This summer, software giant Microsoft Corp. plans to release a new tool designed to make doing homework–long a source of mental anguish for students–less about headaches and more about learning.

Called Microsoft Student 2006 (MS Student 2006), the product is a cross between Microsoft’s online Encyclopedia Encarta, a customizable search engine, and its Office productivity suite–geared specifically to the needs of students.

“Microsoft has done a lot of research with middle and high school students and their parents to understand the frustrations they have with homework,” wrote MS Student 2006 product manager Karla Tharin in an eMail message to eSchool News. “In many instances parents feel inadequate to support their kids, because they have been out of school so long and don’t feel they have the knowledge to answer questions. On the other hand, students don’t always know who, where, or what to turn to at 9 o’clock at night when they have a tough homework question to solve.”

To help ease some of these frustrations, the company has integrated several tools it believes will help students work smarter, not harder–both at home and in the classroom.

In a pre-release briefing with the editors of eSchool News, Microsoft executives demonstrated several features, including a built-in graphing calculator for use on advanced math problems, word-processing templates and tutorials designed to guide students through difficult writing assignments, and a special tool that helps students conduct online research by pointing them toward the most reliable sources.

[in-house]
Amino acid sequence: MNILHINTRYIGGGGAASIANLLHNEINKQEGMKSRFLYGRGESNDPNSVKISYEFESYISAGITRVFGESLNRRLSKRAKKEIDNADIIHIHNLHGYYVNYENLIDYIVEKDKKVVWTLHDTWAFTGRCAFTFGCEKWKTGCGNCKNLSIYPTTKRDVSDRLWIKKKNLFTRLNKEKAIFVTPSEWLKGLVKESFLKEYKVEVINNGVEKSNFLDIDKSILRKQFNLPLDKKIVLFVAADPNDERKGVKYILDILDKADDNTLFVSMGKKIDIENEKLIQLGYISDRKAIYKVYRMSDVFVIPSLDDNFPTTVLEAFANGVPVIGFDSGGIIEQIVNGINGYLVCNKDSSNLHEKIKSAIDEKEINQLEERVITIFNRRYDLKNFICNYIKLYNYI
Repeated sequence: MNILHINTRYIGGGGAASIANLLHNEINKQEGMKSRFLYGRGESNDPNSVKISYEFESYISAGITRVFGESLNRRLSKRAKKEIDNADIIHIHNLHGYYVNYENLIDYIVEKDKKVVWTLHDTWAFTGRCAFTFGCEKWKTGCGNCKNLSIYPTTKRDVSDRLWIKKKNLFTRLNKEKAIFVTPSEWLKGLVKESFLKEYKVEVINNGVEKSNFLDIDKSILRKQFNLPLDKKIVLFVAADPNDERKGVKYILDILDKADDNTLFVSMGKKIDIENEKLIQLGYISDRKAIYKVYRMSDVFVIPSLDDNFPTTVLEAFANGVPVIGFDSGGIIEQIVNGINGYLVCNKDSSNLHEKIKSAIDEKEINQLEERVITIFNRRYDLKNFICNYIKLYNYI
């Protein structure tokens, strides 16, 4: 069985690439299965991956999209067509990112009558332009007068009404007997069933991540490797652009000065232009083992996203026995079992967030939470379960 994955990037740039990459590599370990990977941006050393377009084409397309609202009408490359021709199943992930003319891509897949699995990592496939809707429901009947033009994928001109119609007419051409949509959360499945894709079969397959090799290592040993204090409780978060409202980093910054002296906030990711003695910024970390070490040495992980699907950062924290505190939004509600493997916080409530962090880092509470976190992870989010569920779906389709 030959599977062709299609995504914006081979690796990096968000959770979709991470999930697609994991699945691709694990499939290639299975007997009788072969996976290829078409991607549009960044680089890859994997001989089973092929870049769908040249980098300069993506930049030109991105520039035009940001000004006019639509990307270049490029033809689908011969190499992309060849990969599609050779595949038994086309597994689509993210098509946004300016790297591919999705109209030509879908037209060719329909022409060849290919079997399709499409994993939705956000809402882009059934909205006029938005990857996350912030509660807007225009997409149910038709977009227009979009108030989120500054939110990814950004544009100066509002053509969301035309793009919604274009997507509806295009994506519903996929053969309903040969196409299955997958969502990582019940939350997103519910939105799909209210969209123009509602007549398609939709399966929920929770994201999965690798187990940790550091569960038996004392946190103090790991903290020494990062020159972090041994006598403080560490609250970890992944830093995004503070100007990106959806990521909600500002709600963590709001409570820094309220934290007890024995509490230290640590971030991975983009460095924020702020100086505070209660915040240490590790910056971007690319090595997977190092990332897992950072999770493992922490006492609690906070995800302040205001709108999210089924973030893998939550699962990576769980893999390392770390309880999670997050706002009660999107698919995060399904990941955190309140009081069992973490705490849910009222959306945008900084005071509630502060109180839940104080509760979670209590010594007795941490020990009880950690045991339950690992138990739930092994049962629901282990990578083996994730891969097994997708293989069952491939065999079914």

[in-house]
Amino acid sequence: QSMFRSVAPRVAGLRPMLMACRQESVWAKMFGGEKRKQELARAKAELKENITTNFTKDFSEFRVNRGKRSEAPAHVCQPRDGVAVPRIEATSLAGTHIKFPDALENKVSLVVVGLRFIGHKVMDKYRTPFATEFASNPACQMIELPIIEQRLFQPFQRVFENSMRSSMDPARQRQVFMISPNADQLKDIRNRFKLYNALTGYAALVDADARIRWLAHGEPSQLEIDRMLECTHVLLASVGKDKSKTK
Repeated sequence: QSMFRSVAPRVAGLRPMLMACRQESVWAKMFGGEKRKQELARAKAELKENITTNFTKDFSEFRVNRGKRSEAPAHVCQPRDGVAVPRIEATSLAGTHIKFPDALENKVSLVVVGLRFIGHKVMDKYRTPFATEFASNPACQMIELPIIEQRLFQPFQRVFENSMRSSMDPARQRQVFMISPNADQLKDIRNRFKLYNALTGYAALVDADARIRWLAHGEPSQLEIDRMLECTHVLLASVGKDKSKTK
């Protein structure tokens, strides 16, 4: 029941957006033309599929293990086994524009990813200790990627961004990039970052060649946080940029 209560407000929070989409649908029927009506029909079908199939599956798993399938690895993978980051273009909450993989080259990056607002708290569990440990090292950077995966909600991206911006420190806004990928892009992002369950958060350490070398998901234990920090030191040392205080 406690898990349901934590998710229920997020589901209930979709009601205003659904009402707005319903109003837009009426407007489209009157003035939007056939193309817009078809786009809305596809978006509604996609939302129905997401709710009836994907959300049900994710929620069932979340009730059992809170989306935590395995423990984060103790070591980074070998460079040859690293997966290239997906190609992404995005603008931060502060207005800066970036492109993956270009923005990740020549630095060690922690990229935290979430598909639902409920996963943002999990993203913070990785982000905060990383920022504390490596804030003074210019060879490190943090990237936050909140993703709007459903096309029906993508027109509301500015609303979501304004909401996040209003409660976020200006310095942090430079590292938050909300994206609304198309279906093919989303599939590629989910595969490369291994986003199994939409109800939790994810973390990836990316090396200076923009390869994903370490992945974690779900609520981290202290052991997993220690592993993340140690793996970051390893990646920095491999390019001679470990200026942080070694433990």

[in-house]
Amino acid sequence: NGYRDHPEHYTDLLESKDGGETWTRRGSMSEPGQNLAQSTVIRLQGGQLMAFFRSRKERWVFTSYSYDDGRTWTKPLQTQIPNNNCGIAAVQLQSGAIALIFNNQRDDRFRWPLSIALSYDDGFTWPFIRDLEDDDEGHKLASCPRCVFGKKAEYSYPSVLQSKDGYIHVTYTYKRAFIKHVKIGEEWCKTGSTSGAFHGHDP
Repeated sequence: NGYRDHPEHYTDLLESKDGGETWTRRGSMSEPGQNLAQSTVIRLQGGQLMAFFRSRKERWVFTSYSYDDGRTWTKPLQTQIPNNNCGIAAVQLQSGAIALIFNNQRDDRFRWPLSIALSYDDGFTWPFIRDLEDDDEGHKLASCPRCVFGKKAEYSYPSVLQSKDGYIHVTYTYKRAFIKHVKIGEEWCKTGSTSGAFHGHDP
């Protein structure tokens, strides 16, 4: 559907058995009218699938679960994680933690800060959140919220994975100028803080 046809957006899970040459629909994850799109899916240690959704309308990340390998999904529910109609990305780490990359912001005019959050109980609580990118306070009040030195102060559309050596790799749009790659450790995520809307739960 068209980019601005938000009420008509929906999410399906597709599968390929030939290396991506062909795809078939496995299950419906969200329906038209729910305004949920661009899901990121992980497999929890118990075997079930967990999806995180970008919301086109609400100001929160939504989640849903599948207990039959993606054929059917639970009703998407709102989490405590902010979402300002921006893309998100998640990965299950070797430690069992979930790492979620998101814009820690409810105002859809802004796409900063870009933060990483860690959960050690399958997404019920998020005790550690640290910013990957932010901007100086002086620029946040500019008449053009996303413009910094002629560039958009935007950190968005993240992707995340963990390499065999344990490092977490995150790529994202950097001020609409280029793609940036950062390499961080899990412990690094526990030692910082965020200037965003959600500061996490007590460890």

One such feature, called Learning Essentials, seeks to transform Microsoft’s popular Office software into a homework tutor complete with templates for constructing writing projects, book reports, in-class presentations, and physics and chemistry assignments.

Tutorials accompany many of these templates, walking students step by step through the organizational process. Using the A+ Research Tutorial, for instance, students learn how to identify and evaluate content sources, while the Outlining Basics tutorial explains how to organize research and start the writing process.

A series of specially designed toolbars provide one-click access to foreign-language dictionaries, spell checking, and translation tools. The goal, according to Tharin, is to help students more easily access the tools they need to complete a specific task–whatever that task might be.

One of the more interactive features of the new MS Student 2006 is a fully functional graphing/scientific calculator. Its full-color display and 2-D or 3-D charting capabilities are designed for use in advanced math classes, such as trigonometry and calculus, as well as science classes, such as chemistry and physics.

Unlike most graphing calculators, which have limited display capabilities, Microsoft’s Student version uses the full computing power of desktop and laptop machines, allowing students to apply animation and color to their graphs.

Students also can store and record important formulas and customize features to best suit their own individual needs and learning styles.

Though the graphing calculator is not meant to replace the need for a real calculator, Tharin said, it can serve as a supplement for certain assignments, especially when doing homework, or in other places where students might not have access to their own calculator device.